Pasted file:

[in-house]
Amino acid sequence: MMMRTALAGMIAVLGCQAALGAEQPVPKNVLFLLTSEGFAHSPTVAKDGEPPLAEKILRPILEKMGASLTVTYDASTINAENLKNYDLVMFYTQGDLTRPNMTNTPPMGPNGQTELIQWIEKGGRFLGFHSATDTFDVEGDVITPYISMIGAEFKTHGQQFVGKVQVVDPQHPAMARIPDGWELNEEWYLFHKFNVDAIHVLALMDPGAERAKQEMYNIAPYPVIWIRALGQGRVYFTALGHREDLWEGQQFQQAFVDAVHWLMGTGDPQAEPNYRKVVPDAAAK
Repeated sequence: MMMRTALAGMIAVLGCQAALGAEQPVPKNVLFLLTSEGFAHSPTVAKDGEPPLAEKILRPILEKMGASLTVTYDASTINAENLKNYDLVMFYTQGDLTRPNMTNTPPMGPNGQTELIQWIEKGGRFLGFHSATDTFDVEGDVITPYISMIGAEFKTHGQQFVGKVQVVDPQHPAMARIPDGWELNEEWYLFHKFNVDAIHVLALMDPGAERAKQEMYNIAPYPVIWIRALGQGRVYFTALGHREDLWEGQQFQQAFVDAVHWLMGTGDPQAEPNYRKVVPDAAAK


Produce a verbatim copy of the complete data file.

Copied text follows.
[in-house]
Amino acid sequence: MMMRTALAGMIAVLGCQAALGAEQPVPKNVLFLLTSEGFAHSPTVAKDGEPPLAEKILRPILEKMGASLTVTYDASTINAENLKNYDLVMFYTQGDLTRPNMTNTPPMGPNGQTELIQWIEKGGRFLGFHSATDTFDVEGDVITPYISMIGAEFKTHGQQFVGKVQVVDPQHPAMARIPDGWELNEEWYLFHKFNVDAIHVLALMDPGAERAKQEMYNIAPYPVIWIRALGQGRVYFTALGHREDLWEGQQFQQAFVDAVHWLMGTGDPQAEPNYRKVVPDAAAK
Repeated sequence: MMMRTALAGMIAVLGCQAALGAEQPVPKNVLFLLTSEGFAHSPTVAKDGEPPLAEKILRPILEKMGASLTVTYDASTINAENLKNYDLVMFYTQGDLTRPNMTNTPPMGPNGQTELIQWIEKGGRFLGFHSATDTFDVEGDVITPYISMIGAEFKTHGQQFVGKVQVVDPQHPAMARIPDGWELNEEWYLFHKFNVDAIHVLALMDPGAERAKQEMYNIAPYPVIWIRALGQGRVYFTALGHREDLWEGQQFQQAFVDAVHWLMGTGDPQAEPNYRKVVPDAAAK